Ginny’s Genealogical Gems
Special Facilities Records
In times past, the mentally ill were believed to be possessed or in need of religion. Fearful attitudes towards mental illness persisted into the 20th century in the United States, leading to stigmatization of the person, and unhygienic and degrading confinement of mentally ill individuals. In the 1800’s you could be institutionalized for a wide variety of reasons: females who did not obey their husbands or fathers could be put away, alcoholics, depressed and angry people, anyone who could not care for themselves, including old people and very young children, and people who did not fit into society would also have been institutionalized. A lot of families may be able to find members in a mental institution even though they were truly not insane. The types of records found in mental health institutes include admissions and discharges, death and burial records, diagnosis and treatments, personal communications and legal papers which may include commitment papers and trial transcripts.
Special schools for deaf, dumb and blind students were established by states as the need for them became apparent. These schools worked on the presumption that the children had normal intelligence and could be educated and bettered. However, it soon became obvious that there were children who didn’t fit into these categories who also did not fit into a normal classroom situation. States then started to provide institutions for the feebleminded. Unfortunately, in the wisdom of the times, they felt that these children were uneducable and few efforts were made to teach these children. When educational philosophies changed, these institutions were changed to training schools where the inmates could learn life skills and even earn their way in a supervised environment. The types of records created were admission and discharge, death and burials, medical, subjects taught and grades achieved, and in later years training schedules.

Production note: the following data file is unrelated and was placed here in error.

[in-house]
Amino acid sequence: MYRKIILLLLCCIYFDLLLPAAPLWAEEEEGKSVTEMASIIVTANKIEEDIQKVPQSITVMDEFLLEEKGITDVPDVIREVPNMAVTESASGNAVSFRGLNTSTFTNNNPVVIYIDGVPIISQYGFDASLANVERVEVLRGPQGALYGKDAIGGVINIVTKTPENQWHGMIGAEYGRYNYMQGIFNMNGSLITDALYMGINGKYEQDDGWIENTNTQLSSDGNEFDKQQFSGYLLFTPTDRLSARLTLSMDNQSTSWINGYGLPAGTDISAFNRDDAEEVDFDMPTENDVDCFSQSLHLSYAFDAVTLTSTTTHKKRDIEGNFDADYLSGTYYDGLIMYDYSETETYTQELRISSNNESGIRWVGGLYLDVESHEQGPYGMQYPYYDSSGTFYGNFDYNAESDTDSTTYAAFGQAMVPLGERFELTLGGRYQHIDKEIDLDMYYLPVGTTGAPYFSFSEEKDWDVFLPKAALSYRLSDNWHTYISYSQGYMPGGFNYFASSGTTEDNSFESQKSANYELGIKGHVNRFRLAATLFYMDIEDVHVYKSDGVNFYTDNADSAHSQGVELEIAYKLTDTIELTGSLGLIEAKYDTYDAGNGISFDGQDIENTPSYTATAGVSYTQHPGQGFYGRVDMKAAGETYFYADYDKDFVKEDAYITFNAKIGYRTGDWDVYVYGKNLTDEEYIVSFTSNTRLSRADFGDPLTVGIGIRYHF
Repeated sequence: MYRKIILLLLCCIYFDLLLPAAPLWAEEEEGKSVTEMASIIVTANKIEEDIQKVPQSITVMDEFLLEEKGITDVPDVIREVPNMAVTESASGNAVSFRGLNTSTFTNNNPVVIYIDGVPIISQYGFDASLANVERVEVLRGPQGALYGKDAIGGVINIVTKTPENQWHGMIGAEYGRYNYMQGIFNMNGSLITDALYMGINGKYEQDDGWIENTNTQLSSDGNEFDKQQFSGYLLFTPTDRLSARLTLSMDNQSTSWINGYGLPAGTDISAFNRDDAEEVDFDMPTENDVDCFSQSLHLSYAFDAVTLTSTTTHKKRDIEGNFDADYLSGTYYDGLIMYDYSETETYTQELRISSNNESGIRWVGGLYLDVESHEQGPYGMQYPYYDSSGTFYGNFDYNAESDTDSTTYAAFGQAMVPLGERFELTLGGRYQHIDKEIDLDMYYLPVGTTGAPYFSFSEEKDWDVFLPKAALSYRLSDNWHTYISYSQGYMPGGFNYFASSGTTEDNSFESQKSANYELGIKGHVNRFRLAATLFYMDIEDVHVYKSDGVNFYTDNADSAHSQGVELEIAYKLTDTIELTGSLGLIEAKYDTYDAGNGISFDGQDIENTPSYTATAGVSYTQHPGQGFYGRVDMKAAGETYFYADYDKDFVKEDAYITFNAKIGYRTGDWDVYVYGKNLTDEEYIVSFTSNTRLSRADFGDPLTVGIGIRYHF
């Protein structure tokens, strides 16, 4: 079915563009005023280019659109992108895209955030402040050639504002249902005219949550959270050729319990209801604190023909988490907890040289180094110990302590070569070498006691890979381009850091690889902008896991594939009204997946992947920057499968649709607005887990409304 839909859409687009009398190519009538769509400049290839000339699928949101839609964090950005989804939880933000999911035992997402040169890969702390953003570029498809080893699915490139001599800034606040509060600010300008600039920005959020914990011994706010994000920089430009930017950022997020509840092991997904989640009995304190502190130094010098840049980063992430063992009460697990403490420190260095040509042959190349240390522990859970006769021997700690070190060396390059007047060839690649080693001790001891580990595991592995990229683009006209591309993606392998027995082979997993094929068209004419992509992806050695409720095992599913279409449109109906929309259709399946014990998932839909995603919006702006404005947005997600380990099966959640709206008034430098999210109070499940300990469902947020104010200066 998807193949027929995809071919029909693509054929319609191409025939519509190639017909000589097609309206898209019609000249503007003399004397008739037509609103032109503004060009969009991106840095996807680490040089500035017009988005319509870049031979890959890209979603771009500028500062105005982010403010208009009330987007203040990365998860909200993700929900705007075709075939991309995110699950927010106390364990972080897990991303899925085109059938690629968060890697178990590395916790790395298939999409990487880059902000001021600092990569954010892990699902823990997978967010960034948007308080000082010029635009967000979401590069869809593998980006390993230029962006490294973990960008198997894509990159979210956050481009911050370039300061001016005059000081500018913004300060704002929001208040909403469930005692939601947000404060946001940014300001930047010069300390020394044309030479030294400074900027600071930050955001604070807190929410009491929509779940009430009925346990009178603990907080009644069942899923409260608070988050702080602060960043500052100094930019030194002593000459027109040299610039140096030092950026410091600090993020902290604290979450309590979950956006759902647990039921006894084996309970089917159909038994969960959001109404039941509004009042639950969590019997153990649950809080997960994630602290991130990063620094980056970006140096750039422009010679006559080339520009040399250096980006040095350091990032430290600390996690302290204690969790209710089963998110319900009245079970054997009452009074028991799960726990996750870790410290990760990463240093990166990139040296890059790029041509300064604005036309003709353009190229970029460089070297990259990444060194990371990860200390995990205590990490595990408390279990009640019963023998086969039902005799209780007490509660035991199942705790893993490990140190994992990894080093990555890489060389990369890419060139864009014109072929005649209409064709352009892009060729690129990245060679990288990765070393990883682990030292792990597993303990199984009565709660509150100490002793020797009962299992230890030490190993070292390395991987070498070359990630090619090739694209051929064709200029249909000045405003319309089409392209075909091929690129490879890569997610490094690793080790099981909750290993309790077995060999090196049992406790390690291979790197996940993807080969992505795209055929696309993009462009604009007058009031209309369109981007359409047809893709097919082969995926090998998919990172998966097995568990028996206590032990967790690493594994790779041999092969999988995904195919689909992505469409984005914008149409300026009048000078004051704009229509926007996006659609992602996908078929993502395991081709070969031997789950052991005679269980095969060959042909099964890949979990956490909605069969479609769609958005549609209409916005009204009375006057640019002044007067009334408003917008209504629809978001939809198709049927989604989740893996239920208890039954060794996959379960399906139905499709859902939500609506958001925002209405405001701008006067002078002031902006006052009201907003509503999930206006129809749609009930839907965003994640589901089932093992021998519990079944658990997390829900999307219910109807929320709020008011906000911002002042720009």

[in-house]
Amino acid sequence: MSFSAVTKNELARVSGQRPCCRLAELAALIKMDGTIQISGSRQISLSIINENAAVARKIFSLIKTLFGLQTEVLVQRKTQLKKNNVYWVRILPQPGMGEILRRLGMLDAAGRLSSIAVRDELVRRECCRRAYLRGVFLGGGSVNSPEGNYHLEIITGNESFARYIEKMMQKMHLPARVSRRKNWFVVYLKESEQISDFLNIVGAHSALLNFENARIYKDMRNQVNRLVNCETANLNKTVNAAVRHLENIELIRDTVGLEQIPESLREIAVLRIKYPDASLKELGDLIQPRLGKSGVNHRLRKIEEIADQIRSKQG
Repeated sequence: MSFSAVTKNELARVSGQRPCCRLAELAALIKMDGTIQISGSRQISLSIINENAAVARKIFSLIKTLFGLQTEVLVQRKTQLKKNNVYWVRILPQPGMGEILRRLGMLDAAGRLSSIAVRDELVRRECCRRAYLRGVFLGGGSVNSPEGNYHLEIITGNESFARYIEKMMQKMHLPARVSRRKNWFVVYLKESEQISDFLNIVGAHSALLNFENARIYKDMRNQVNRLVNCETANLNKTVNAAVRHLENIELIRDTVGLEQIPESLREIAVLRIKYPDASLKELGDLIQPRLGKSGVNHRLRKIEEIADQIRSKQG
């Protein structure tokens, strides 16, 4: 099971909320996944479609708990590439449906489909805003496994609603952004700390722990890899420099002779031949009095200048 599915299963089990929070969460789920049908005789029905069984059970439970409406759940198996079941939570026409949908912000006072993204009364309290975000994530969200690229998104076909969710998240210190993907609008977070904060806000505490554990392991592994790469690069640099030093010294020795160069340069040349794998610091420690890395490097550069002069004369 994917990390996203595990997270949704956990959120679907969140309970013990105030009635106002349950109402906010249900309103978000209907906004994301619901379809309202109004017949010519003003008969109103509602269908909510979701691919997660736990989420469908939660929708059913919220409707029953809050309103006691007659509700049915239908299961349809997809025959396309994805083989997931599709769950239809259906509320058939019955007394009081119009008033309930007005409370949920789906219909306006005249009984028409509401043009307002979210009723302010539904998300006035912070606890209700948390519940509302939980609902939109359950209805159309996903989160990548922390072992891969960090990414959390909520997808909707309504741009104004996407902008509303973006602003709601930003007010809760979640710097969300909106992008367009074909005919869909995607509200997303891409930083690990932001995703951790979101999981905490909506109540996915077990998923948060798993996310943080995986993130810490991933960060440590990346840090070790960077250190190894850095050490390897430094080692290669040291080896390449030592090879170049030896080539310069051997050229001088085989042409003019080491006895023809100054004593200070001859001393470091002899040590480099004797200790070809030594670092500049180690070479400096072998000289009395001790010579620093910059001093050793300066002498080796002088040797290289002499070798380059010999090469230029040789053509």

Many records for the residents of these institutions are restricted. Some jurisdictions allow access if the patient is dead or if the records are older than a set amount of years. When applying for these records you may also be required to prove your relationship to the patient. Records can be found in State archives or libraries, historical and genealogical societies, university and other special collections, extracted and posted by individuals or in institutional archives. Many records have been destroyed because of storage issues or institutional policies.